What if there is sediment in my water?
Water is a ‘Universal Solvent’. As groundwater filters through the earth, and as it flows in the aquifer, it dissolves minerals. Because the aquifer is primarily made of limestone, a lot of calcium dissolves into the water. Sometimes the calcium builds up in pipes and fixtures (especially water heaters) and can settle out of the water like sand. The sediment is easily removed by periodic flushing and cleaning. If you have questions, or cannot resolve this on your own, please call our office and we will send a technician to investigate and to flush water mains as necessary.
What is the current balance due on my account?
Please login to our customer portal to see the current balance due on your account, view past statements, adjust payment preferences, and sign up for paperless e-bills if preferred.
Don’t feel like logging in? No problem, simply use our Quick Pay option. You can also contact our Customer Care team and give your account number or address, we’ll be happy to provide the information you need.
How can I avoid having my water shut off because of a delinquent bill?
The easiest way is to pay the bill by the due date. We have multiple ways to pay, such as online payment options, an Auto Pay Program to make it simple, and an option to pay by phone, in person through our customer lobby or Payment Drop Box, or even through the mail. If you are already past the due date, please call our office to make your payment and avoid service shut-off.
If my service has been interrupted and my meter has been barrel locked at my service location, will I still be billed during the next billing cycle?
Yes, until an account is closed and a final bill is generated, all customers are responsible for paying the bi-monthly base rate. Please contact out office if you’d like to close your account or have further questions on the process.
How do I get a final water bill for the sale of the property or I have a tenant moving and want to give him a final bill?
Call our office at 912-352-9339 to make arrangements for a final meter reading and a Customer Care Representative will guide you through the process.
Why is my new water bill so high?
The usual cause is a leaking toilet or use of an irrigation system. Try adding a few drops of food coloring in the toilet tank when it is full. Do not flush and let it sit for an hour. If the color appears in the bowl without flushing, then you have a leak. A small leak can easily amount to 700 gallons per month! Please ask about complimentary dye tabs for toilet leak checks next time you visit our office. For more information on how to proceed after receiving a high water bill, please visit our High Water Bill page. If you think something doesn’t add up or would like more information, please call or email our office – Customercare@waterga.com / 912-352-9339.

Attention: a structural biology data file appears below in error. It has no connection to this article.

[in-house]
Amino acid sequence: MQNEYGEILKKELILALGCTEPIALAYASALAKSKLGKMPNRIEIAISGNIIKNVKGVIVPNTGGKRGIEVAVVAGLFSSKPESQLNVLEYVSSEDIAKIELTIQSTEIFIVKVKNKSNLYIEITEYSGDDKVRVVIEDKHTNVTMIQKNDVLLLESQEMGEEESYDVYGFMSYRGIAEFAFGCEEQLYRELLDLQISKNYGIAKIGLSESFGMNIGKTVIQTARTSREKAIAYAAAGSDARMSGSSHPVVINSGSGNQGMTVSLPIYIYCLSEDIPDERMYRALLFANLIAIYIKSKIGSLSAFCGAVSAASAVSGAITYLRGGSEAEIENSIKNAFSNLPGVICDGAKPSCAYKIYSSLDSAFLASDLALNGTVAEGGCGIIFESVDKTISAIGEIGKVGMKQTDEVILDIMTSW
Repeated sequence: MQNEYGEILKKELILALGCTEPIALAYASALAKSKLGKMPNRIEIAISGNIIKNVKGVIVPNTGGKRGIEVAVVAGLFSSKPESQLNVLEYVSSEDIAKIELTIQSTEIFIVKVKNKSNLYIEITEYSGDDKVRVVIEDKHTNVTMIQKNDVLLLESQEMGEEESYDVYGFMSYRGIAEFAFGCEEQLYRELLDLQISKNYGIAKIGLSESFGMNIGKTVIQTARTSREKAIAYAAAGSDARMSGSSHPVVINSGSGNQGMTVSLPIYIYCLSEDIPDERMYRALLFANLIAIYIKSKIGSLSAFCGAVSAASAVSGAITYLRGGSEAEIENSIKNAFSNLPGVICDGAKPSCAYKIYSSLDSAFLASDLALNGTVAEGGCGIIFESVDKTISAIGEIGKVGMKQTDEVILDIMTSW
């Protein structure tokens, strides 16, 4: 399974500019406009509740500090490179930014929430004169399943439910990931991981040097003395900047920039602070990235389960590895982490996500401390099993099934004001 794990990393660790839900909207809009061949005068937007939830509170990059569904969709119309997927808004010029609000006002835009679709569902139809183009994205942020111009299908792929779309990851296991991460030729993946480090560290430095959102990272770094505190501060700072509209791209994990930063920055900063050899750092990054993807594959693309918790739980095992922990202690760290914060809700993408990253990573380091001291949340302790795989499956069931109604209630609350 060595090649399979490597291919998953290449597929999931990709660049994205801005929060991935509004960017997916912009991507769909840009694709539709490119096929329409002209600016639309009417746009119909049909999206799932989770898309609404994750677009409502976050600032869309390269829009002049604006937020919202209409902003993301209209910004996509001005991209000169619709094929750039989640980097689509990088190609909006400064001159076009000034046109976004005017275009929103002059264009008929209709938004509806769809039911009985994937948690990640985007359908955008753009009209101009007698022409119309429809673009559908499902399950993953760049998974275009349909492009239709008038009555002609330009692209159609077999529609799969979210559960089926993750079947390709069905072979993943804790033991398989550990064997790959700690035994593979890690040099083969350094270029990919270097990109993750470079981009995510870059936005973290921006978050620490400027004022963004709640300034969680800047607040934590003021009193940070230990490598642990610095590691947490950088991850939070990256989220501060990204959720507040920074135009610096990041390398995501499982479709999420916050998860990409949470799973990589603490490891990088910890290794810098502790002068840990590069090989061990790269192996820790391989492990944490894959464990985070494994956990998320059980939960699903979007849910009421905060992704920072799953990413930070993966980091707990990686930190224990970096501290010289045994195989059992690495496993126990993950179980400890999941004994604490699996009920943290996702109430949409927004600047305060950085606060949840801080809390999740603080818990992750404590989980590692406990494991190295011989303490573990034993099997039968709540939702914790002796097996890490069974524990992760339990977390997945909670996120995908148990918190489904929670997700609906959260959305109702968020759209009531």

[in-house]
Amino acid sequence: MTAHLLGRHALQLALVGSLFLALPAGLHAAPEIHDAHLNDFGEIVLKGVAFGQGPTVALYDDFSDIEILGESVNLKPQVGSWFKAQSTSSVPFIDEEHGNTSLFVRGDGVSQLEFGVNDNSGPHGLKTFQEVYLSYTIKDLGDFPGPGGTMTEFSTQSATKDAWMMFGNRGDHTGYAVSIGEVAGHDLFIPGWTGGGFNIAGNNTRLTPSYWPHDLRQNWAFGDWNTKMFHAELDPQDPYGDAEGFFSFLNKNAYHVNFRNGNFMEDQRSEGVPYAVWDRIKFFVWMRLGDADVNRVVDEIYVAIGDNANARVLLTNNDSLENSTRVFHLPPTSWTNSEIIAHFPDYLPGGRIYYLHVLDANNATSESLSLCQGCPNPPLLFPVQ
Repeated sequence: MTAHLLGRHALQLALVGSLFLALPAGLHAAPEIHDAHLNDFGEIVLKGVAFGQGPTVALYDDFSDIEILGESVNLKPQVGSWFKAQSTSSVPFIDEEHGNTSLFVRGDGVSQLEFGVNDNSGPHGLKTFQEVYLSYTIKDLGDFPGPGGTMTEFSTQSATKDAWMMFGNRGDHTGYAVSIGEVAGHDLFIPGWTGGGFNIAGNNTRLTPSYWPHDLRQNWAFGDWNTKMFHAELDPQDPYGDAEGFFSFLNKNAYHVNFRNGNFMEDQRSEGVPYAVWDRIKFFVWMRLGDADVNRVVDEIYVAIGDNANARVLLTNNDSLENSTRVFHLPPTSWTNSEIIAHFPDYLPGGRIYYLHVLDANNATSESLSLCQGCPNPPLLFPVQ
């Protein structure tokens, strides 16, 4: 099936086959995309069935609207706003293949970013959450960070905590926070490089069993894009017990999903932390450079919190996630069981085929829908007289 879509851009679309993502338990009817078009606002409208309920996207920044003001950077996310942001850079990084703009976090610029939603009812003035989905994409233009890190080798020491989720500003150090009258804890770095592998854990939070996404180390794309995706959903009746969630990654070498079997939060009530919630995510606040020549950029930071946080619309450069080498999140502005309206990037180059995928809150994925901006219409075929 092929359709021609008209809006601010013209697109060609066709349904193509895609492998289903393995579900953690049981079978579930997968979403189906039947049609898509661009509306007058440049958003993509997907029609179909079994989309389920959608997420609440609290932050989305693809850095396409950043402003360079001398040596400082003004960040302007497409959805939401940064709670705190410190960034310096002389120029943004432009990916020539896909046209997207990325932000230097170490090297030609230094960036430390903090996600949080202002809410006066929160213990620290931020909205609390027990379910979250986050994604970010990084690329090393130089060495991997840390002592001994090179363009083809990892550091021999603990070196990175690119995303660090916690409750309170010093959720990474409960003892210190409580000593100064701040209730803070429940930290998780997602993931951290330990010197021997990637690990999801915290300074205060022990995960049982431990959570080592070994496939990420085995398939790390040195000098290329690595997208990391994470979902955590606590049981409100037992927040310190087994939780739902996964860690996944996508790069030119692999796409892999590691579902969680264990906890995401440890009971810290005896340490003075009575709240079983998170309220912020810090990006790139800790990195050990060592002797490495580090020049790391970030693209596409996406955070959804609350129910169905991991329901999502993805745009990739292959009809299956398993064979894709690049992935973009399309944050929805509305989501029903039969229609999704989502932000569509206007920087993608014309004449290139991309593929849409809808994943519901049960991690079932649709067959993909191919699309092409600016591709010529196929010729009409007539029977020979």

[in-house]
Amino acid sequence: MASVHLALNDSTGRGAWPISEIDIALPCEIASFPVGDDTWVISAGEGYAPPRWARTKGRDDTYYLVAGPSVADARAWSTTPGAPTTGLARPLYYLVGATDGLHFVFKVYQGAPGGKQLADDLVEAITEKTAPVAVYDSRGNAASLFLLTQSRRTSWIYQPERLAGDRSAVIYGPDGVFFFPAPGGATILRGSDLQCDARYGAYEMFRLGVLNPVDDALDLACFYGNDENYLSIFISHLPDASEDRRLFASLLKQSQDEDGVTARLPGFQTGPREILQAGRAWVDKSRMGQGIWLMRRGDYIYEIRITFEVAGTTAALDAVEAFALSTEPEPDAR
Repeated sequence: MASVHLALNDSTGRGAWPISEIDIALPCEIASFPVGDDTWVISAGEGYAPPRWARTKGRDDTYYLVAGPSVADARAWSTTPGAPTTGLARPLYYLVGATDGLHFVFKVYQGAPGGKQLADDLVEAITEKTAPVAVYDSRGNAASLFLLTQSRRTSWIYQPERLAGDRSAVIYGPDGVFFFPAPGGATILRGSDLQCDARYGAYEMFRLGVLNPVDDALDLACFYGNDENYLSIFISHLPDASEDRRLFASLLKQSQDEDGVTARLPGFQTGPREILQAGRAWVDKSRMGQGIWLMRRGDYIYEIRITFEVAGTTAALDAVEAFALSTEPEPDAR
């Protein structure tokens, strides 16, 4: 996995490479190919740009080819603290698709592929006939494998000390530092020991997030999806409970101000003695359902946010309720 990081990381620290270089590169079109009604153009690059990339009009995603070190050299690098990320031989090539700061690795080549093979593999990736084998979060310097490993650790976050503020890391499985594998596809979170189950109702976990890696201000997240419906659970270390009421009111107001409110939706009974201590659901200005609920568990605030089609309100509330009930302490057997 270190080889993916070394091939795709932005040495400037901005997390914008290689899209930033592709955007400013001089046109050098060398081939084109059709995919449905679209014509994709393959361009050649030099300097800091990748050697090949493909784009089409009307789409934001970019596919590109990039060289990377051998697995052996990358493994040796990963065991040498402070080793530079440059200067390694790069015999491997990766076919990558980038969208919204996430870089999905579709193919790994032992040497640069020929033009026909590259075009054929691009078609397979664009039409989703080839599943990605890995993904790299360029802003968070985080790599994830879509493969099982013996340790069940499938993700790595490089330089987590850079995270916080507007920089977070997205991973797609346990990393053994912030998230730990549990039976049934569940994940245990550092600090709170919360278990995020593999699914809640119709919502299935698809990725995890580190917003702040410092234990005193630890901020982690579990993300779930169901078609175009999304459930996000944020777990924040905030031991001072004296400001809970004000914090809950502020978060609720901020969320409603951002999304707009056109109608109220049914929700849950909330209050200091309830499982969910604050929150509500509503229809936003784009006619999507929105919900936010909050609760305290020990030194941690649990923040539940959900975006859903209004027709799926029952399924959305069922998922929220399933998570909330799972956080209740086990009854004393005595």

Do I have a leak?
It’s a good idea to routinely check for water leaks in your water/plumbing system. These checks can save water and prevent an unexpected high bill or other problems. Please be advised that all leaks after the water meter are the homeowner’s responsibility to repair. If a water leak is found and repaired, the completed invoice may be submitted to our office for a Water Leak Adjustment.
How is conservation reflected in my water rates?
Water Utility Management utilizes a conservation-based rate structure. The majority of our customers pay a base rate and then are billed for consumption based on their tier of usage. The price per unit of consumption increases as users consume more water and move into the higher rate blocks. The pricing and rate structure are designed to ensure efficient use and to minimize water waste.
Why do I need to conserve water?
It is vital to protect and conserve water as it is a precious, limited resource. Did you know that only 1% of all of the world’s water is drinkable? Water is used for basic necessities, such as sanitation, cooking, and for optional uses such as lawn watering, car washing, and filling of swimming pools. WUM and other water utilities must follow certain legal limits for how much water they can draw from their supply sources. For Southeast Georgia, we are located in the Cone of Depression, making water conservation even more important.
Increased population pressures place a greater demand on water resources. Conserving water means more water is available in the environment for fish and wildlife. Using water wisely ensures that we have a sufficient water supply for ourselves and for future generations.
How do I report street light outages?
Even though we may bill you for streetlights, your local power company maintains them. Please report any streetlight issues as they occur.
How can I prevent my pipes from freezing?
There are many ways to help prevent your water pipes from freezing in extreme weather.
Some suggestions include:
- Keeping the water meter area or pipes exposed to outside walls heated.
- Providing ventilation to pipes allowing warmer air to circulate around them.
- Insulating your pipes.
- Caulking and sealing any openings near your water pipes.
- Keeping some tap water running. (Moving water is more difficult to freeze, but this will affect your bill.)
What do I need to do before I dig on my property?
Before you dig on your property you should call 811 to locate underground utilities prior to construction activity. Local utility companies will respond with in 48 working hours to mark the location of the utilities at no charge to the customer. This will prevent any lines from being damaged during construction. The “locate” marks are temporary and will disappear after some time. For more information, visit our Call Before You Dig webpage.
Read your meter periodically and record the results! This helps with water conservation practices and in identifying water leaks ahead of time.